Thanks to an urban-growth boundary, Denver has a housing affordability problem. Apartment rents have increased by 65 percent in the last decade, while the nationwide cost of living in that time rose by just 18 percent and rents nationwide increased by an average of 28 percent.
One of the city’s responses was to create a housing voucher program for people who earn too much to qualify for federal housing vouchers but still can’t afford rents in the city. Last July, it allocated $1 million to the program which was supposed to help 125 families.
So far just three households have been able to use it. Out of the million dollars, $180,000 went for administrative overhead, which is a lot of money for just three renters.
Denver’s first problem was in applying an affordable housing solution to a housing affordability problem. Affordable housing is meant to help low-income people who can’t afford housing in a free-market environment, not to bring down the price of housing for everyone. Even helping 125 families is not going to make a dent in the overall housing market, which has been rendered unaffordable by government interference in the land market.
Denver’s second problem is the assumption that everyone who works in Denver ought to live in Denver. Why should that be true when there are perfectly acceptable — and lower priced — suburbs nearby? The urban-growth boundary has increased the price of all housing in the region, but (according to Zillow) apartment rentals in suburbs such as Aurora, Northglenn, and Welby are still considerably lower than in Denver.
Denver’s third problem is its promotion of high-density housing developments. The city today is littered with five-story apartment buildings that cost far more to build, per square foot, than single-family homes. Compared with building more single-family homes, this has made housing less affordable, not more affordable, for the average family.
Denver’s real problem is in not addressing the cause of unaffordable housing in the first place. As a recent op-ed in Oregon noted, housing costs reflect the cost of land, the cost of permitting, and the cost of construction. Urban-growth boundaries drive up the cost of land and, when cities realize that developers can’t go beyond the urban fringe, the cities start jacking up the cost of permits.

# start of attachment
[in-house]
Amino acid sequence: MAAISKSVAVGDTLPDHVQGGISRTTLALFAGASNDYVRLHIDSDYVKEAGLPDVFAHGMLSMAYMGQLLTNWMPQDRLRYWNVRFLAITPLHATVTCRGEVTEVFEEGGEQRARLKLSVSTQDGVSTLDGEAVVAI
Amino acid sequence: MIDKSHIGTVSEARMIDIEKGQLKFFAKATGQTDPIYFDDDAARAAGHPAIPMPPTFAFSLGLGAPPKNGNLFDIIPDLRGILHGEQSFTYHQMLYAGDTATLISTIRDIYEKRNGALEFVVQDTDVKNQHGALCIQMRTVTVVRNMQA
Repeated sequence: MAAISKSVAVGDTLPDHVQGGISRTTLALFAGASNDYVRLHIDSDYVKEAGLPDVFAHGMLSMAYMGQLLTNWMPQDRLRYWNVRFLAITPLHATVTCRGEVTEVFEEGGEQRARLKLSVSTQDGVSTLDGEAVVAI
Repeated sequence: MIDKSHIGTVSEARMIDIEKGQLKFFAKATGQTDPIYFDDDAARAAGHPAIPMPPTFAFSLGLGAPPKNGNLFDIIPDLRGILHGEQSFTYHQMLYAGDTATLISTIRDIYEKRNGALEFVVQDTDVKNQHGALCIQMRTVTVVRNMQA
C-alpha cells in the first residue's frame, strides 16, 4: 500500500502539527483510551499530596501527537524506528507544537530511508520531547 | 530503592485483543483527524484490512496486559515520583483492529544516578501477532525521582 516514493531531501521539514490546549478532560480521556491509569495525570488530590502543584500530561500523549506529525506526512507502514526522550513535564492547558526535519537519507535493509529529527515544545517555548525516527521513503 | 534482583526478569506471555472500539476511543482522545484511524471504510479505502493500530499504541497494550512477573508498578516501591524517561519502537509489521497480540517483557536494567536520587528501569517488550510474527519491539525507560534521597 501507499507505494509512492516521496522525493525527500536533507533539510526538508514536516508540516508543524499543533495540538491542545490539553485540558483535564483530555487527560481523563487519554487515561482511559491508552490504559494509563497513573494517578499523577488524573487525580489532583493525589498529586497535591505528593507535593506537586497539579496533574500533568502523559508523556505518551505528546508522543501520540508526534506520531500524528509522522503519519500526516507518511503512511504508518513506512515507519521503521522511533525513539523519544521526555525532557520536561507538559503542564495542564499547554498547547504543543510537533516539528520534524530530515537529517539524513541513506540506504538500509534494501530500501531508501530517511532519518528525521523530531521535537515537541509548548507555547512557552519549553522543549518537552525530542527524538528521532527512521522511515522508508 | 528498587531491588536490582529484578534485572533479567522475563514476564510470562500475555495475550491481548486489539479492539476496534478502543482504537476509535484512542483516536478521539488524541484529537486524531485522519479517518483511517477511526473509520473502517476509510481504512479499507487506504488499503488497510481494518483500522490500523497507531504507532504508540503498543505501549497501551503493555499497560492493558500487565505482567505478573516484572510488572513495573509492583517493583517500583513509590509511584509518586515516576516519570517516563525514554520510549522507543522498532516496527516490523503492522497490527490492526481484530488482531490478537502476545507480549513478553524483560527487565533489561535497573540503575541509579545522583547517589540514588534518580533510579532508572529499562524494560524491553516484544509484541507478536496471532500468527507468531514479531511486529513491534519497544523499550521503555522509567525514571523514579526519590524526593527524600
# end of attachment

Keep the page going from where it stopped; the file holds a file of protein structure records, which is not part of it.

Most land in Denver costs around $1 million to $3 million an acre. Land in most of its suburbs is around $400,000 to $700,000 an acre. Even that is expensive compared to land in regions that don’t have urban-growth boundaries, such as Atlanta, Dallas, Houston, and San Antonio, where most urban land is around $200,000 an acre.
Abolishing the urban-growth boundary would allow developers to subdivide land that is far less expensive than the land they are limited to today, and that would bring down the cost of land within the current boundary. Cities, realizing they have to compete with unincorporated lands, would reduce permitting costs. This would make housing affordable for nearly everyone and allow Denver to concentrate its affordable housing funds on those who are truly poor.
Randal O’Toole directs the Transportation Policy Center at the Independence Institute, a free market think tank in Denver. A version of this first appeared in his blog, The Antiplanner.
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